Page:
These aren’t the only influences though. There’s a grit and edge that reminds me of Brubaker’s brilliant Catwoman run – one that undoubtedly redefined the character – that textures Jones’ script perfectly. That darker backstory of a girl from the wrong side of the tracks is ever present. You can almost feel that history based on Selina’s presence. This is where that nuance comes into play. This is where minor details take a book from good to great! But this isn’t where Jones’ influences end.
While pieces of this book are grounded in emotion and grit (King, Loeb, and Brubaker), there’s a sense of wisdom, maturity, and grace that takes me back to Genevieve Valentine’s stellar run. The relationships Selina has with the people around here – as brief as they are – are full of so much context that you get way more story than you would expect. And then, finally, somehow, there’s another influence… Michelle Pfeifer. This isn’t found in the script as much as it is Jones’ art, but you see the same charisma and feral, slightly unhinged presence that made Pfeifer’s portrayal the defining representation of Catwoman for an entire generation. The suit also plays into this idea, especially with the mask.
When you put all of this together, you realize the sheer brilliance of what Jones is doing. She’s taking Selina’s current continuity and infusing it with the most defining traits from Catwoman’s best runs! Catwoman – like Batman – is iconic enough that you can’t create a version of her without entertaining comparisons… But in this situation, the comparisons aren’t negative. They’re going to be more of a celebration. This run will most likely side-step debates on who did what better, but instead, be met with acceptance and excitement.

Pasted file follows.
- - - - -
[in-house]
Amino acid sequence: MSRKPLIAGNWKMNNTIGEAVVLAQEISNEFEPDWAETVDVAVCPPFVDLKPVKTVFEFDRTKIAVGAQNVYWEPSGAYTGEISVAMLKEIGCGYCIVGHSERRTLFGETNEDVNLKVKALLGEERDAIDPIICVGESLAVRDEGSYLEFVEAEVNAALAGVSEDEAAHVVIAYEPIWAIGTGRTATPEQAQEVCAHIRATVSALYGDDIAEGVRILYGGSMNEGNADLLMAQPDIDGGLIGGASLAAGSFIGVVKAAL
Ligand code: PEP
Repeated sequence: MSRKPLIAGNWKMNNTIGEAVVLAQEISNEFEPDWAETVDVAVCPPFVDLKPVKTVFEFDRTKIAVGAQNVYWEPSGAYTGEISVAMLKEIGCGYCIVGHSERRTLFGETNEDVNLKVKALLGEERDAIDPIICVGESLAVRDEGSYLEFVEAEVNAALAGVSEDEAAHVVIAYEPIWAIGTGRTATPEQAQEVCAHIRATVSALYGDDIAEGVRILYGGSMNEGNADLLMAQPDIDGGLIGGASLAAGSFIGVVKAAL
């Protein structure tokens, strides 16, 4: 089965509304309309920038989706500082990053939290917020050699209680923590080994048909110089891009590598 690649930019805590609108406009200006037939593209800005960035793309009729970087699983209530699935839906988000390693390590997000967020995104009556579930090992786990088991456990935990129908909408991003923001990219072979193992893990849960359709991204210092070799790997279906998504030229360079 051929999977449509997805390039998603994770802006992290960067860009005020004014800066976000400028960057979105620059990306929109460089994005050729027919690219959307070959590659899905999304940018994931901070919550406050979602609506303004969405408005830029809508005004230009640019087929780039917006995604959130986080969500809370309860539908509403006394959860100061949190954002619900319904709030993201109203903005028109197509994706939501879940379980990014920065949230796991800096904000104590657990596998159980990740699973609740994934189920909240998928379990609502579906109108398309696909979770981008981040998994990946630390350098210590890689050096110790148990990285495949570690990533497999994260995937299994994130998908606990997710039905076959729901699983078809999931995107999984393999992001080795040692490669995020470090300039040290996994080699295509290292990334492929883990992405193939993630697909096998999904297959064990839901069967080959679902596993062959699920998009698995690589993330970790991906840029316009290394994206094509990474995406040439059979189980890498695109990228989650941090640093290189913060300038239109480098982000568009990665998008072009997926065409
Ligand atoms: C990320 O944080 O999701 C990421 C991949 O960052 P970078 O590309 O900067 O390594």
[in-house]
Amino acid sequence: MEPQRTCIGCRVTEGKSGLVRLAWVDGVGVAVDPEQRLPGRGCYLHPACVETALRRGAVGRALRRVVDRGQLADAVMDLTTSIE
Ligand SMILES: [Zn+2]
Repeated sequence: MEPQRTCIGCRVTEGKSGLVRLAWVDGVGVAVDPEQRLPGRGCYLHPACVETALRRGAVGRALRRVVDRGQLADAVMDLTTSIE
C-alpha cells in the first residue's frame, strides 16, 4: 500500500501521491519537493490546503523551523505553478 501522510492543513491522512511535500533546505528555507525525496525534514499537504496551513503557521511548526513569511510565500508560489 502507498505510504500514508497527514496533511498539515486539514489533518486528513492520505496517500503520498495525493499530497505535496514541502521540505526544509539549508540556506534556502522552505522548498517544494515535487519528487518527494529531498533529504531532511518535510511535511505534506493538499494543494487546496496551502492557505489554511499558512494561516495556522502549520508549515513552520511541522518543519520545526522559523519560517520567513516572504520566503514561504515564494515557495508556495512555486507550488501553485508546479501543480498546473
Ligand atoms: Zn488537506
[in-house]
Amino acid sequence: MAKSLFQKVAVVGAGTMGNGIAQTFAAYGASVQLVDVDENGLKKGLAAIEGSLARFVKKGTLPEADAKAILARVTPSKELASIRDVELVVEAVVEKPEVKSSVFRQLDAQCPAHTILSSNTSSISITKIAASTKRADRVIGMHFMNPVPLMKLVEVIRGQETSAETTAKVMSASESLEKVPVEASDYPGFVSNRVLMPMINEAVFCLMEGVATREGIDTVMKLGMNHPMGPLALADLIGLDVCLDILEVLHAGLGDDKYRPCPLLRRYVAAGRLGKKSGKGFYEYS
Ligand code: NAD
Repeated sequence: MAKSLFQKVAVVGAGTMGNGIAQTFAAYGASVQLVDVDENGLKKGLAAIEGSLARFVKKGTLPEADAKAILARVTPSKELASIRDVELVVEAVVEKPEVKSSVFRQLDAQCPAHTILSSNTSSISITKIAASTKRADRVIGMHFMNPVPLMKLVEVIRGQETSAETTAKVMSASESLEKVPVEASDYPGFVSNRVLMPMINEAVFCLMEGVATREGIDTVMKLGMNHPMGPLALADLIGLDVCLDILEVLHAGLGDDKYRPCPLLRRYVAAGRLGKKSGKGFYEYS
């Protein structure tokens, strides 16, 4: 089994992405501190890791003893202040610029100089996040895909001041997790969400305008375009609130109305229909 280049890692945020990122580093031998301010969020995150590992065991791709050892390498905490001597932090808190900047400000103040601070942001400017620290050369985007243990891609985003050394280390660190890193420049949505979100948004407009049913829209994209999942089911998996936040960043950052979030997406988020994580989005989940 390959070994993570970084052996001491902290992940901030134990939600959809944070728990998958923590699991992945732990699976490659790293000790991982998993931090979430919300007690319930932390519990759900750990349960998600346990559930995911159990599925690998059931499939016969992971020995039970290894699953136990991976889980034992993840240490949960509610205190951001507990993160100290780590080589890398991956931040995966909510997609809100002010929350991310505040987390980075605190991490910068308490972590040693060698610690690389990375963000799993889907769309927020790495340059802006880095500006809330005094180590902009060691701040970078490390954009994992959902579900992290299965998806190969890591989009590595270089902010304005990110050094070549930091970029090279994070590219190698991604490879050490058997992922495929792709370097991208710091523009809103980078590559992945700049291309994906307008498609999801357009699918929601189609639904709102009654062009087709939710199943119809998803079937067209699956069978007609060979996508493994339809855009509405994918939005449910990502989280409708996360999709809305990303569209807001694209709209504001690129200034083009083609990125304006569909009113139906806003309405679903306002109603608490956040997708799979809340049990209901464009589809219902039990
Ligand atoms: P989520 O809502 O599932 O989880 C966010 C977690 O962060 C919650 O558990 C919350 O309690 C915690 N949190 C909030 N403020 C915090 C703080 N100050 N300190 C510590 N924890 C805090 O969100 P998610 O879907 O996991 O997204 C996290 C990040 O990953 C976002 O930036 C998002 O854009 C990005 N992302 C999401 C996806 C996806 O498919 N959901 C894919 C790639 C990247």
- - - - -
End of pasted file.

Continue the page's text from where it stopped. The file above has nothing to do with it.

In the end, I feel comic fans – and especially fans of Catwoman – are being treated to a real gift. Where Batman #50 failed in many ways, this issue succeeds ten-fold. Is it perfect? No, there are a few mishaps, though they are very minor. Selina is perfect though, and we have an intriguing roster of supporting characters, and interesting concept, and a villain that should prove to be an excellent foil!
I have a feeling that I will be gushing about Joelle Jones every single month over the next few years, so please prepare yourself. This woman is incredible! Batman “Rules of Engagement” gave us a glimpse of what she’s capable of with Selina Kyle, and I think we can all agree that we were impressed with her work… But that is nothing compared to what she does here. The fact that she’s writing the script and contributing art allows her to understand and capture nuances that are often lost in translation from writer to artist. So much of the story told in this issue is from body language, character presentation, reactions, etc… And my God, it’s beautiful, engaging, dare I say perfect?
I’ve commented on this before, but the way Jones’ adds narrative through visual presentation is stunning. Take one of Selina’s housemates. You learn so much about him just by seeing him. His clothes, his demeanor. Nothing needs to be said. You just get a good chunk of who this person is. I can’t discuss the art without talking about Allred’s colors. She and her husband are known for delivering some of the best covers in the industry, and her craft with colors really accentuate the work Jones is doing. The book is beautiful, and the quality of the art is worth well more than what you’re paying for!
- Joelle Jones is reason enough! Trust me! But…
- You’re a fan of Catwoman.
- This is a culmination of the best traits of Selina Kyle/ Catwoman from her best runs!
- Please give this book the shot it deserves. Don’t let your opinion of Batman #50 keep you away. That would be an injustice for Joelle Jones.
Overall: I honestly don’t know who the real star is here, Joelle Jones or Selina Kyle/ Catwoman. From start to finish, this book is pure purrfection! Not only does Jones drop the mic with an engaging, well-written, emotionally complex script, but she provides art that, if this were a film, would rival the greatest directors and actors in the industry. Quite frankly, this is the Catwoman book we’ve always wanted, and Joelle Jones is the storyteller we never knew we needed!